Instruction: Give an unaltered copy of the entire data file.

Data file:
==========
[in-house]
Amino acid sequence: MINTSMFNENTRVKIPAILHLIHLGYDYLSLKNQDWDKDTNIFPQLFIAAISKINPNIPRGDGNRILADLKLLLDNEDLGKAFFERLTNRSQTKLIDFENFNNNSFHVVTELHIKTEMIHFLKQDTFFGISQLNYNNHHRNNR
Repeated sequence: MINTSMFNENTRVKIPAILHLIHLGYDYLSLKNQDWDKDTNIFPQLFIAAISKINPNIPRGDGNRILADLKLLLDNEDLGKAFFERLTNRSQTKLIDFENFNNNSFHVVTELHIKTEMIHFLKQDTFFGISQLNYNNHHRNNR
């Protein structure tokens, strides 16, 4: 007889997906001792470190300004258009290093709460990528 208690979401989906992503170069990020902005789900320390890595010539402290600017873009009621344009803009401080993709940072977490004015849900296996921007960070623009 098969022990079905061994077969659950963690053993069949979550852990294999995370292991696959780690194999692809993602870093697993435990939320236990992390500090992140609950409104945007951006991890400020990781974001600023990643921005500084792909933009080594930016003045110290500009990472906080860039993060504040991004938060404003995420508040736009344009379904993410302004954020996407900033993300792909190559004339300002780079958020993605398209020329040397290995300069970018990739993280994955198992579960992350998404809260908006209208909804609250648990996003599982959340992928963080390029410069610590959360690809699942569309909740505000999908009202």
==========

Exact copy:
[in-house]
Amino acid sequence: MINTSMFNENTRVKIPAILHLIHLGYDYLSLKNQDWDKDTNIFPQLFIAAISKINPNIPRGDGNRILADLKLLLDNEDLGKAFFERLTNRSQTKLIDFENFNNNSFHVVTELHIKTEMIHFLKQDTFFGISQLNYNNHHRNNR
Repeated sequence: MINTSMFNENTRVKIPAILHLIHLGYDYLSLKNQDWDKDTNIFPQLFIAAISKINPNIPRGDGNRILADLKLLLDNEDLGKAFFERLTNRSQTKLIDFENFNNNSFHVVTELHIKTEMIHFLKQDTFFGISQLNYNNHHRNNR
């Protein structure tokens, strides 16, 4: 007889997906001792470190300004258009290093709460990528 208690979401989906992503170069990020902005789900320390890595010539402290600017873009009621344009803009401080993709940072977490004015849900296996921007960070623009 098969022990079905061994077969659950963690053993069949979550852990294999995370292991696959780690194999692809993602870093697993435990939320236990992390500090992140609950409104945007951006991890400020990781974001600023990643921005500084792909933009080594930016003045110290500009990472906080860039993060504040991004938060404003995420508040736009344009379904993410302004954020996407900033993300792909190559004339300002780079958020993605398209020329040397290995300069970018990739993280994955198992579960992350998404809260908006209208909804609250648990996003599982959340992928963080390029410069610590959360690809699942569309909740505000999908009202």